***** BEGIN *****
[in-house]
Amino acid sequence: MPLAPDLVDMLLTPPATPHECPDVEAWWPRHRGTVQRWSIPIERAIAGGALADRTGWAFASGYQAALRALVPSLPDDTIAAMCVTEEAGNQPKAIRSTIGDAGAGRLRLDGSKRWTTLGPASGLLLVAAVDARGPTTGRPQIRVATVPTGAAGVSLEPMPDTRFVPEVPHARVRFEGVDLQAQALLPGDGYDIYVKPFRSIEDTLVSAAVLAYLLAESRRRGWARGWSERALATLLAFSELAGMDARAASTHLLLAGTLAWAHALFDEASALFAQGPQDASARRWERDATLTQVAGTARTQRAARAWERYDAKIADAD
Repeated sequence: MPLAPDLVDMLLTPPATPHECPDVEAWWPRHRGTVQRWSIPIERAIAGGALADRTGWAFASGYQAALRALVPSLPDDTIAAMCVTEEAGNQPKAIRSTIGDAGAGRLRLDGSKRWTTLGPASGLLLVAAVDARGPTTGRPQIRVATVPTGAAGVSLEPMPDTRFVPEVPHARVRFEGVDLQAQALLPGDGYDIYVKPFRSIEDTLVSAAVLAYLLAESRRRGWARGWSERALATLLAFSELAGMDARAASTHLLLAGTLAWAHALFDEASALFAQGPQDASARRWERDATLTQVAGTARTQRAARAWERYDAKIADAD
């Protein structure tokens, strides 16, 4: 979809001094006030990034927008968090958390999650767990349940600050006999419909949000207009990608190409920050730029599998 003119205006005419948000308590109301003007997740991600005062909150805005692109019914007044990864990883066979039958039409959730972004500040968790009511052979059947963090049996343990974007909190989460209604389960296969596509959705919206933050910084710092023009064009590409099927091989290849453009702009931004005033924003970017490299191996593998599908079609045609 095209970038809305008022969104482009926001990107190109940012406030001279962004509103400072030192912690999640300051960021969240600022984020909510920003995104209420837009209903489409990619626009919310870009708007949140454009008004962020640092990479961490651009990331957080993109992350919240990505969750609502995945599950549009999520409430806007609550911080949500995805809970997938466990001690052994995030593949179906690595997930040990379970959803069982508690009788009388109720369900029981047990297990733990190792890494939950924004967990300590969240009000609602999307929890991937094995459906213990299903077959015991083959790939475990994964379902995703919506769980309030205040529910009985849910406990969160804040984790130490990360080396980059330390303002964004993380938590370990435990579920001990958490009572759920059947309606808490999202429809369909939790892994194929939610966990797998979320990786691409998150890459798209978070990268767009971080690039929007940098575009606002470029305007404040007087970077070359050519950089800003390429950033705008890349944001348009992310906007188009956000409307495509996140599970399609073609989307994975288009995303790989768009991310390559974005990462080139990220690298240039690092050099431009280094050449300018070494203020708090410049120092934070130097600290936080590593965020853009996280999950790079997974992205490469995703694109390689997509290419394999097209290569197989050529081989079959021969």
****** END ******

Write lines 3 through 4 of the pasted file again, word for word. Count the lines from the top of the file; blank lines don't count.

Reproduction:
Repeated sequence: MPLAPDLVDMLLTPPATPHECPDVEAWWPRHRGTVQRWSIPIERAIAGGALADRTGWAFASGYQAALRALVPSLPDDTIAAMCVTEEAGNQPKAIRSTIGDAGAGRLRLDGSKRWTTLGPASGLLLVAAVDARGPTTGRPQIRVATVPTGAAGVSLEPMPDTRFVPEVPHARVRFEGVDLQAQALLPGDGYDIYVKPFRSIEDTLVSAAVLAYLLAESRRRGWARGWSERALATLLAFSELAGMDARAASTHLLLAGTLAWAHALFDEASALFAQGPQDASARRWERDATLTQVAGTARTQRAARAWERYDAKIADAD
């Protein structure tokens, strides 16, 4: 979809001094006030990034927008968090958390999650767990349940600050006999419909949000207009990608190409920050730029599998 003119205006005419948000308590109301003007997740991600005062909150805005692109019914007044990864990883066979039958039409959730972004500040968790009511052979059947963090049996343990974007909190989460209604389960296969596509959705919206933050910084710092023009064009590409099927091989290849453009702009931004005033924003970017490299191996593998599908079609045609 095209970038809305008022969104482009926001990107190109940012406030001279962004509103400072030192912690999640300051960021969240600022984020909510920003995104209420837009209903489409990619626009919310870009708007949140454009008004962020640092990479961490651009990331957080993109992350919240990505969750609502995945599950549009999520409430806007609550911080949500995805809970997938466990001690052994995030593949179906690595997930040990379970959803069982508690009788009388109720369900029981047990297990733990190792890494939950924004967990300590969240009000609602999307929890991937094995459906213990299903077959015991083959790939475990994964379902995703919506769980309030205040529910009985849910406990969160804040984790130490990360080396980059330390303002964004993380938590370990435990579920001990958490009572759920059947309606808490999202429809369909939790892994194929939610966990797998979320990786691409998150890459798209978070990268767009971080690039929007940098575009606002470029305007404040007087970077070359050519950089800003390429950033705008890349944001348009992310906007188009956000409307495509996140599970399609073609989307994975288009995303790989768009991310390559974005990462080139990220690298240039690092050099431009280094050449300018070494203020708090410049120092934070130097600290936080590593965020853009996280999950790079997974992205490469995703694109390689997509290419394999097209290569197989050529081989079959021969």